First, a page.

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Sunday, April 8, 2012

Dirt Basics: Preparing a Raised Bed for Transplants

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I don't want to even pretend there is a set way to prepare your soil. What is important is that you add some organic matter and fertilizer if fertilizer is even needed.  And the biggest key is turning it and loosening the soil. I am trying something different with fertilizer this year and that is a few pinches in a planting hole rather than handfuls in the whole bed.

Fertilizer has its uses. I buy a bag of 10-10-10. It is cheap and basic enough to cover the ranges.  I also use composted manure in the planting holes. My compost is close to ready and I will be using that too at times.

One year I got great radish TOPS and little radish roots. Yep... too much nitrogen.

This garden bed was used for two videos. It was double turned about a week ago and I only added peat moss. It is now ready for planting and I needed to take care of the top 4-6 inches of the bed.

I have clay soil. It is still problematic at times but I decided along time ago that I would fix it slowly over time.

A Turned Raised Bed Hard as Dried Clay: Gary Pilarchik

Now my beds are by no means pure clay and they do well but because I double dug this bed again, a week ago, I brought up some clay chunks from the bottom. Clay dries hard! Soak your raised bed before you go into work with it with your hands. The clay crumbles when damp!

Soak Clay Soil  Down Before You Break It Up: Gary Pilarchik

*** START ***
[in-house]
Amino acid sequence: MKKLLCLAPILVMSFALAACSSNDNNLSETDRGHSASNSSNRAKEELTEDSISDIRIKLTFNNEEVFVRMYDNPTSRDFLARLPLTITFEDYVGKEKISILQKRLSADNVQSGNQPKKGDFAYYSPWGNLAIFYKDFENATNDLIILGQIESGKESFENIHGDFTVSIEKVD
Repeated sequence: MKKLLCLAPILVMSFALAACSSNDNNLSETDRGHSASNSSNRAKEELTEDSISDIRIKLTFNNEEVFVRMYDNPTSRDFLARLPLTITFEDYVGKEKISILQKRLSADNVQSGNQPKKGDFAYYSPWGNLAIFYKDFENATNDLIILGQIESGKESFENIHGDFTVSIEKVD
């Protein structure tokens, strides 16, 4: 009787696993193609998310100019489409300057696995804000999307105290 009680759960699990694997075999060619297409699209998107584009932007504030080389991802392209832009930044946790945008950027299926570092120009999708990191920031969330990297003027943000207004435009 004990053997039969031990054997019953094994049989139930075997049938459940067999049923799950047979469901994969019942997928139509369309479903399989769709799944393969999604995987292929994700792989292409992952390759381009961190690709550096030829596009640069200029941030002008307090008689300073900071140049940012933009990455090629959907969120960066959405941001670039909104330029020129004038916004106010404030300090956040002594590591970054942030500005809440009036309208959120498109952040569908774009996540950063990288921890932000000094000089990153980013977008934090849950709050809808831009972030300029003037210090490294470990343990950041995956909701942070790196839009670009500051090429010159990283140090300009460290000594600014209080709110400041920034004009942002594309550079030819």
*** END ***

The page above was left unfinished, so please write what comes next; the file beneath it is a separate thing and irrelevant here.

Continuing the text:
Added Peat Moss and Lime - The Rusted Garden: Gary Pilarchik
I added about 5 shovel fulls of peat moss to be worked in the top of the garden and 4 handfuls of lime. The peat moss is acidic and the lime is not. It is a way to gently balance the two so the garden stays closer to neutral. If you want to know exactly what you soil needs in way of PH, you have to test your soil. Lime also adds calcium which is good in the prevention of tomato blossom end rot.

The lime was pelleted but it got rained on and well, I broke up the clumps in the picture to spread it as best I could.

Work Over and Mix the Top 6 inches of the Bed: Gary Pilarchik

I used my hands to mix in the top of the soil together to a depth of 4 to 6 inches. It is actually really good exercise. After it is mixed, soaking your soil will hyrdrate the peat moss and turn the lime to liquid. The peat moss and lime will begin their mix. Don't over soak.  In about 30 minutes you can go plant. The crumbled clay will also mix with the peat moss and make it a bit more friendly for planting.

Soak it Down a Bit Before Planting: Gary Pilarchik

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